Once again, as we consider "what's next?", part of the answer could be around seriously reducing the friction associated with these tasks. I am a realist, though. Friction can be minimized, but not eliminated. And various forms of perceived lock-in will be with us for a very long time.

Moving Beyond Legacy Cloud

I don't think VMware will ever be a serious player in the public cloud, despite their desperate desire to do so.

SomethingnewThey're a software company; running a cloud at scale necessitates a completely different business model. Heck, I'd like to be a long distance runner, I just don't have the body for it.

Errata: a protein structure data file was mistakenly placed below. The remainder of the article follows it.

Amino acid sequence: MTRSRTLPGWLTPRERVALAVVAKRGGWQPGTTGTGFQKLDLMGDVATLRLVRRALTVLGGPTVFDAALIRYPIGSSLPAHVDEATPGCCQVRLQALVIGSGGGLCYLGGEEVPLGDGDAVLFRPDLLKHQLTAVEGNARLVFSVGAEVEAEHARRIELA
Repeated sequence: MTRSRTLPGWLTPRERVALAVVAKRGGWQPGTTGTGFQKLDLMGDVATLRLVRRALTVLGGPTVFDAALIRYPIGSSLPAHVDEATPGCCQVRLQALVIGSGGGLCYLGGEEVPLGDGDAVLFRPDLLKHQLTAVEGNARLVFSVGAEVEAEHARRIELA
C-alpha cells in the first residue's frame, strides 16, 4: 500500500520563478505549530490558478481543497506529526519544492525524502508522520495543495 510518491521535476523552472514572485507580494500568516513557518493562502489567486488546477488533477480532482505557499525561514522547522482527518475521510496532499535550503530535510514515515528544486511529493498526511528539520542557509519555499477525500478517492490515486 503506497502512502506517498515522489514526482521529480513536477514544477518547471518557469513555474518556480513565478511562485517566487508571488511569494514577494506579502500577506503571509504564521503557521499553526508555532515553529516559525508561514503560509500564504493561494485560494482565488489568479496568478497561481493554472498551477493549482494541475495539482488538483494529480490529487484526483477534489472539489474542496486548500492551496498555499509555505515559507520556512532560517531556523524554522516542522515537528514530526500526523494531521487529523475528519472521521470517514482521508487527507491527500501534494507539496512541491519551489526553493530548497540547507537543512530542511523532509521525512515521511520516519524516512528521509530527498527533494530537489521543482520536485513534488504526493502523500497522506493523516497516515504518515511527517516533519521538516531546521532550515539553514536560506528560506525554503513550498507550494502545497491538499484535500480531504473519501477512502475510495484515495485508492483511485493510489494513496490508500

Maybe they can recruit folks like IBM to supply the hardware behind their software, but that's essentially a marriage of convenience, and certainly not a strategic play.

I don't think AWS understands enterprise IT, and what the world looks like through that lens. Given their growth rates elsewhere, maybe they don't need to.

AWS and their services can certainly be part of the answer, but I just can't see them being "the answer".

I believe that there's a clear gap in the market when it comes to IaaS and what's next.

Simply put, the world needs an IaaS that works the way enterprise IT does.

Warts and all.


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For Even More Reading ...

Soapbox2I must be getting old.  I can't remember whether I mentioned it here or not.  

I've been writing pieces for Forbes for a while now, and just realized that I've built up a decent number of articles there.